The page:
Animals / Bodies


Animals / Bodies


Finishing Line Press Publication Date: 11/22/2014

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In Animals / Bodies the death of an opossum leads to the death of a birthing; while the birth of a boy is akin to that of a wolverine. These poems are alive with the feeling of shared skins and bodies, with common struggles, emotion and experience. Couturier draws no lines between human and nonhuman fragility or vulnerability. Inspired by Wallace Stevens, “. . . I know, too / That the blackbird is involved / In what I know” Couturier’s poems mourn and celebrate our lives with animals, all the while wondering “is this how absence asks if it has all been enough.”

Reviews and Praise


Sy Montgomery, author of The Good Good Pig
Lisa Couturier’s searing, exquisite poems get right to the beating heart of what it means to meet, to lose, or to be a living creature. No other poet writes about animals like this. Her words crack the truth wide open. I am in awe.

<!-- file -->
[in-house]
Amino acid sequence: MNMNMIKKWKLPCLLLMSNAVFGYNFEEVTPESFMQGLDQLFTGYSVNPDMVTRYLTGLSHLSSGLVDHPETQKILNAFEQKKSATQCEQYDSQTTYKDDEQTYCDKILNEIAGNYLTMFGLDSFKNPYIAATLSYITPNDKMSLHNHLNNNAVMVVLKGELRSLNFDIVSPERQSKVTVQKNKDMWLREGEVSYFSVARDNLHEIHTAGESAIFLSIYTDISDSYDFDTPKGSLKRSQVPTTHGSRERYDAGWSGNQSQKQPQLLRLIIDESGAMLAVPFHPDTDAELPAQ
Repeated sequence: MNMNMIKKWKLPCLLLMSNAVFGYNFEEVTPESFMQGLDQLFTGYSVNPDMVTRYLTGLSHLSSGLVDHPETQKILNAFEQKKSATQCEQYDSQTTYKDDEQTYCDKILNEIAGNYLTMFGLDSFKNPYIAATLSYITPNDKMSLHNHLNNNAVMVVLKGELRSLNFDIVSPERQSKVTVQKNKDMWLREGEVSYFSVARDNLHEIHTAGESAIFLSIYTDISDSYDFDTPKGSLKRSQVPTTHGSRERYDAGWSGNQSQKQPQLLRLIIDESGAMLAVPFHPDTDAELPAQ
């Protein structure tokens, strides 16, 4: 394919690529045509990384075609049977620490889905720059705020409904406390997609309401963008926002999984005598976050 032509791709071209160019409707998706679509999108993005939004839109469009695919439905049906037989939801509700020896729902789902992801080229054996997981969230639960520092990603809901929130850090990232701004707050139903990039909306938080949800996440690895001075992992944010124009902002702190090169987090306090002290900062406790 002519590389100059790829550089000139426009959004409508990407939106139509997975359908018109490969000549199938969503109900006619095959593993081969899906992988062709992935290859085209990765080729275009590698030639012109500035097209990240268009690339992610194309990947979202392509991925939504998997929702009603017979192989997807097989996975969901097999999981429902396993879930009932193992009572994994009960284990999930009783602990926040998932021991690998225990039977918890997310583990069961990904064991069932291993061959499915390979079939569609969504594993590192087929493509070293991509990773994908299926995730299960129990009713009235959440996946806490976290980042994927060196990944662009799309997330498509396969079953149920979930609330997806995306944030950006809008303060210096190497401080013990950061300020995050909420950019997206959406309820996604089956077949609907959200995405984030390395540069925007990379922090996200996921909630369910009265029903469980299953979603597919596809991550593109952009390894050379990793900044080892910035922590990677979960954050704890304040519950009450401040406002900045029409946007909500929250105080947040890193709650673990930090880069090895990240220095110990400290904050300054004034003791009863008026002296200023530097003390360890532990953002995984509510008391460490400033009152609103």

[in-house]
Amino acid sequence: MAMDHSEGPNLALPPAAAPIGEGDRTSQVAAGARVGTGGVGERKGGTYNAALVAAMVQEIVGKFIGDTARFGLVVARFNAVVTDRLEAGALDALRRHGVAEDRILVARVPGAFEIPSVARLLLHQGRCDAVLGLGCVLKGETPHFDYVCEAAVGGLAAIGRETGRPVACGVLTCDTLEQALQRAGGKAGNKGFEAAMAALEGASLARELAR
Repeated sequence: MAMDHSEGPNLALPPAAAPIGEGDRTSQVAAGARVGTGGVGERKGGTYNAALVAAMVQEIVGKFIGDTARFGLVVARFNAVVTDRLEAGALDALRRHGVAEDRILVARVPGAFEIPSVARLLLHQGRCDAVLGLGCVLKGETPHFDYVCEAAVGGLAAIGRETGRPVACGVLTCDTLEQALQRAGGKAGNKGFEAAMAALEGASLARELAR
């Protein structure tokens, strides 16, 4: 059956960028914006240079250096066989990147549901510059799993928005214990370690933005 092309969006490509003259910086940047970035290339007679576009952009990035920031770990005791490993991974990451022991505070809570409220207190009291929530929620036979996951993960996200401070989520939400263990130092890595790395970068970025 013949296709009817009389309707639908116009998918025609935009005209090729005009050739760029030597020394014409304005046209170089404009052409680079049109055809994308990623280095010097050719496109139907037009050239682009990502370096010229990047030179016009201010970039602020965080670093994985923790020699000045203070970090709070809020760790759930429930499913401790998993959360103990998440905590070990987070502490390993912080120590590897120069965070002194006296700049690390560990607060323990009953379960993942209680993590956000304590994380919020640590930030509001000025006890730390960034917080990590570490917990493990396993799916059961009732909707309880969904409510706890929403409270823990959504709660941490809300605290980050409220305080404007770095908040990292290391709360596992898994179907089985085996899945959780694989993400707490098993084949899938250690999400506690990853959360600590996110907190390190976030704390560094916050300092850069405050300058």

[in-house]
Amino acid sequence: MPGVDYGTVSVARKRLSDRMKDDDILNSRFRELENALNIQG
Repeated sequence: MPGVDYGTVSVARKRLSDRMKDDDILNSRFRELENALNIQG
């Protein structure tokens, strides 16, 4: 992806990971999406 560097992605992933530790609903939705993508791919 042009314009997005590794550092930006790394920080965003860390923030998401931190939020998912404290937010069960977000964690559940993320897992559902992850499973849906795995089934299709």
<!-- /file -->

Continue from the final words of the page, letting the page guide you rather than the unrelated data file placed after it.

Christopher Cokinos, author of Hope Is the Thing with Feathers: A Personal Chronicle of Vanished Birds and The Fallen Sky: An Intimate History of Shooting Stars
Even“adjectives” are“untamed” in Lisa Couturier’s exquisite poems. Things beckon and die. Beloved creatures and parts of the human heart come back to the world of human and animal kinship–one and the same. Though there is, here, “a sadness for animals”— deer, horse, vulture, seal, child, parent— and though the speaker wonders if  “absence asks/if it has all been enough”— we discover that “Even without me, birds sing/Fox run at midnight as I sleep.” By having a body, we have the wild, and these poems are vivid sinews. This is wise, heartbreaking and beautiful work.


Maribeth Fischer, author of The Life You Longed For
There is both yearning and sorrow in these elegiac poems, for they not only mourn loss but also seek to accept it. How does Lisa Couturier do this? By looking inward, yesbut more often than not, by gazing up— and out— and examining with hard-earned wisdom and empathy the place of absence in the natural world.


Pattiann Rogers, author of Holy Heathen Rhapsody
The poems in Animals / Bodies address blood, wounds, birth, and demise with a rare and straightforward honesty.  Always succinct and specific, these poems question existence, while they celebrate and respect life, its necessities, its survival.